The City of London, the trading center of British life, dominated commerce in the Empire. It handled three-quarters of the nation’s trade, and as described, controlled government fundraising during wartime. These realities gave the City and the merchant interests that guided it a significant level of political power, even though they directly controlled relatively few Parliamentary seats. Their political ideology can be fairly summed up with a quote from Lord Holderness:
I am convinced you will agree with me in one principle, that we must be merchants while we are soldiers, that our trade depends upon a proper exertion of our maritime strength; that trade and maritime force depend upon each other, and that the riches which are the true resources of this country depend upon its commerce.
These mercantile interests found a champion for their ideology in the ‘Great Commoner’, William Pitt the Elder. Pitt’s ‘blue water’ strategy, focused on naval warfare and capturing trade while deprioritizing Continental combat, was exactly what the City was looking for. Pitt was moved into government service as Paymaster of the Forces in 1746 and further solidified public opinion in his favor when he refused to take the typical emoluments that went with that lucrative office. The love affair with Pitt continued, even when he was again out of government, and it was largely the City interests, the public presses which they influenced, and the middling classes who were involved in commerce that pushed him back into power in 1757. After Pitt’s brief tenure at the head of a ministry with the Duke of Devonshire, he was dismissed by the King and subsequently gained support from the nation, as “The great towns sent the freedom of their cities to Pitt, and, in the famous phrase of Horace Walpole, ‘for some weeks it rained gold boxes.’” This allowed Pitt to dictate his terms, start a new ministry with Newcastle, and successfully conduct the Seven Years’ War from 1757 through 1761; the political power of the City interests was clear.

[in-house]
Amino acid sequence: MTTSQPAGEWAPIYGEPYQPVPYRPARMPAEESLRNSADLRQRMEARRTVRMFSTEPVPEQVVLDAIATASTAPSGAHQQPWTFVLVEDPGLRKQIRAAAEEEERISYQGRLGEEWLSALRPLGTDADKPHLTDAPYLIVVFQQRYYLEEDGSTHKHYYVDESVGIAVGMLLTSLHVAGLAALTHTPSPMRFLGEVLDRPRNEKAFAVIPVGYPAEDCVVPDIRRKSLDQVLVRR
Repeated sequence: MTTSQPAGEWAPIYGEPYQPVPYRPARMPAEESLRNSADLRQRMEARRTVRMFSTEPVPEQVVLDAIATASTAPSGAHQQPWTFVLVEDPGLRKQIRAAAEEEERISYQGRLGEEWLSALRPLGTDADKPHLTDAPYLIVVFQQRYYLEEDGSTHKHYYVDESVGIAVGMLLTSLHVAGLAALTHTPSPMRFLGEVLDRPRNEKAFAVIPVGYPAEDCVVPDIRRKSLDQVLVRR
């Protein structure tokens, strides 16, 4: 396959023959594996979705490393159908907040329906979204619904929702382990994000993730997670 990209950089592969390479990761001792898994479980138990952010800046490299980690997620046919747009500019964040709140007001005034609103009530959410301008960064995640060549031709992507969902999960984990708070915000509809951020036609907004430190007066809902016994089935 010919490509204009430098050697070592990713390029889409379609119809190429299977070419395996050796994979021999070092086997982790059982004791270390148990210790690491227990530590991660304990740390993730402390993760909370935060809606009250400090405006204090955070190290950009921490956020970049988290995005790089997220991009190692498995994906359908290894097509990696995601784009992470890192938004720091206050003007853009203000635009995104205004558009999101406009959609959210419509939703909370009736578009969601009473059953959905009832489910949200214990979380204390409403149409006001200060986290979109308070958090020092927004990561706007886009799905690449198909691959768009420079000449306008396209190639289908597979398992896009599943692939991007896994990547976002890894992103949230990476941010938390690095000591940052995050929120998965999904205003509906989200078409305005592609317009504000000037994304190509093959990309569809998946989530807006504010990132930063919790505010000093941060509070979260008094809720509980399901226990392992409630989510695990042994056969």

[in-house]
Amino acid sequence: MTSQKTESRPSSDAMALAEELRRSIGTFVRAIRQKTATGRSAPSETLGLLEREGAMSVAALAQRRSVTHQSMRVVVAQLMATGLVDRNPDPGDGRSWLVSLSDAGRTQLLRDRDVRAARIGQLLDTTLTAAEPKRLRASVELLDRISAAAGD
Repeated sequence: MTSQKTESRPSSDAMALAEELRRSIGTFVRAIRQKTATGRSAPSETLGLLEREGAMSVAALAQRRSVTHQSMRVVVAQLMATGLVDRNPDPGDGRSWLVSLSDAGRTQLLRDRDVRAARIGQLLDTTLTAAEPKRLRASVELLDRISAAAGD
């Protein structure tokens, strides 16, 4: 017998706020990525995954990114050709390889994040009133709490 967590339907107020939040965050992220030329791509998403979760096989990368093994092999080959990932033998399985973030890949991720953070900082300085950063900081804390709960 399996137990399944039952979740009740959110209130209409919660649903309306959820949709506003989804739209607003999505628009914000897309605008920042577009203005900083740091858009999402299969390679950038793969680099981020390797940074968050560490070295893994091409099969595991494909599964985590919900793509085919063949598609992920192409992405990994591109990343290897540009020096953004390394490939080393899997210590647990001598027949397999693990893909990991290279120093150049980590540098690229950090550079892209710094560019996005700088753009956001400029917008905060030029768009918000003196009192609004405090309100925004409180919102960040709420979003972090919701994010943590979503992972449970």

King George II and Hanover
Another faction that represented the commingling of foreign and domestic politics was the monarchy itself. King George II was the crowned ruler of Great Britain, Ireland, and the colonies, but he also had a direct connection to continental Europe – George II was the Elector of Hanover, a German state which had been held in personal union with the British crown since the accession of George I in 1714. The issue of Hanover was critical to both foreign and domestic politics throughout the mid-eighteenth century, and hit the peak of its relevancy during the wars of this period. The many problems which arose from the personal union were exacerbated by King George II’s preference for the Electorate over the Empire. According to Churchill, George’s “hereditary Electorate of Hanover was dearer to his heart than the Kingdom of Great Britain.” The monarch’s German identity was important to him, and he showed it; George spent most summers in Hanover and preferred ministers, like Lord Carteret, who spoke his native German. He also traveled to the Electorate to defend it in wartime, becoming the last British King to lead troops in battle at Dettingen in Bavaria in 1743. Unfortunately for Britain, its enemies knew that George valued Hanover as well; the French in particular would frequently threaten German campaigns as leverage over the British. Chiefly due to George’s personal preference, the protection of Hanover became a cornerstone of British foreign policy on the Continent.